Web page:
Canaada — Yukoners are being urged to take extra care with their barbecues and even their cigarettes this long weekend, with hot and dry conditions keeping forest-fire danger ratings extremely high in most of the territory.
Twenty-one new wildfires started in the Yukon on Thursday alone, with 18 of them sparked by lightning in the Watson Lake area, from south of Frances Lake to Simpson Lake.
Some of the blazes grew to over 100 hectares in size within an hour, fire officials said.
“With this fire behaviour on the Watson Lake fires, within 15 minutes these fires were raging open flame. And it’s fortunate that the lightning activity didn’t go through the community,” Yukon fire information officer George Maratos told CBC News on Friday.
“A lot of these fires are in more remote areas, but it’s very dry out there and yeah, the conditions are volatile.”
Maratos said a number of the fires burning in Watson Lake are close to the Robert Campbell Highway, so fire officials have closed a portion of the road from north of the local airport to Ross River.
Fire officials are working with RCMP and highways staff to reopen that section of the highway as soon as possible. Motorists can check the 511Yukon.ca website for the latest road conditions.
Forest fire smoke may also create occasional delays on the other end of the Robert Campbell Highway near Carmacks.
Fire ban still in effect
In addition to the Watson Lake-area blazes, forest fires were also reported Thursday in Whitehorse, Old Crow and Teslin. Lightning is believed to have started the Old Crow and Teslin fires.
Firefighters quickly put out the wildfire in the Whitehorse area, reported Thursday afternoon near Chadburn Lake.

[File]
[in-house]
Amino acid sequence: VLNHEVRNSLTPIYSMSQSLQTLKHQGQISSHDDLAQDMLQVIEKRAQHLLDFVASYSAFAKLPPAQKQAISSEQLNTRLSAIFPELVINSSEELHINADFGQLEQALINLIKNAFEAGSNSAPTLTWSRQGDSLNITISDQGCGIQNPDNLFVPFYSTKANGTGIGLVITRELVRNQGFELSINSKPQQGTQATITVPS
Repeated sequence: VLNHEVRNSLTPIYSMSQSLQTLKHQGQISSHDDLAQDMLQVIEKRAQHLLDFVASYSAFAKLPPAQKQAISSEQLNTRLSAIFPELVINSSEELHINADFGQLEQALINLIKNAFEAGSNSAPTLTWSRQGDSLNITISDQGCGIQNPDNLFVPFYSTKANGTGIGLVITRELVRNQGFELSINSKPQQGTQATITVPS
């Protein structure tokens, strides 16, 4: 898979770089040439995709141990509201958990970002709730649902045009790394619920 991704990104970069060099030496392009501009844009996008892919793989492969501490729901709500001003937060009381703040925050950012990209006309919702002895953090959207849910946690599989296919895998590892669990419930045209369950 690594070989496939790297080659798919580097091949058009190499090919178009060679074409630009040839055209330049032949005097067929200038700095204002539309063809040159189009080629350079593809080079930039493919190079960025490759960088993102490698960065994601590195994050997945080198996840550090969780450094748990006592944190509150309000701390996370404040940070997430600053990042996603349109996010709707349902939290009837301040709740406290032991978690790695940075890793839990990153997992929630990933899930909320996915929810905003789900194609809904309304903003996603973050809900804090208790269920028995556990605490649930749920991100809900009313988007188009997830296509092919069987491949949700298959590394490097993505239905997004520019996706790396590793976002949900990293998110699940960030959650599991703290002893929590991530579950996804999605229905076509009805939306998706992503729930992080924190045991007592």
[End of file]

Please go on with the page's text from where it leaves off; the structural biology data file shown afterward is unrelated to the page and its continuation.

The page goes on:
Officials said they believed people started that fire, which is of particular concern because there’s currently a ban on campfires and other open fires across the Yukon.
“With conditions forecast to be continued to be hot and dry across the territory, and the fire danger rating at the extreme level in almost every fire district, fire officials are urging the public to abide by the current open-fire ban and limit their burning to barbecue and closed-lid stoves. And even then, do so with extreme caution,” Maratos said.
‘It’s that dry out there’
It has been hot and sunny throughout the Yukon all week, with daytime temperatures in the 30 C range. The mercury hit 29 C in Whitehorse on Friday afternoon.
Environment Canada is forecasting some showers and slightly cooler temperatures for the weekend, but Maratos said that won’t necessarily lower the fire danger.
“In exchange for the lower temperatures, [there’s] a little bit of an increase in the winds and some scattered lightning. So with that, we are preparing for an increased activity this weekend,” he said.
“We can’t say it enough, just for the public to do their part. Butt out the cigarettes, even. It’s that dry out there.”
All existing forest fires in the Yukon grew on Thursday because of the hot and dry weather, with smoke visible in the central and northern parts of the territory.
A total 89 forest fires have been reported in the Yukon this season. Nearly 110,500 hectares of forest have been burned as a result.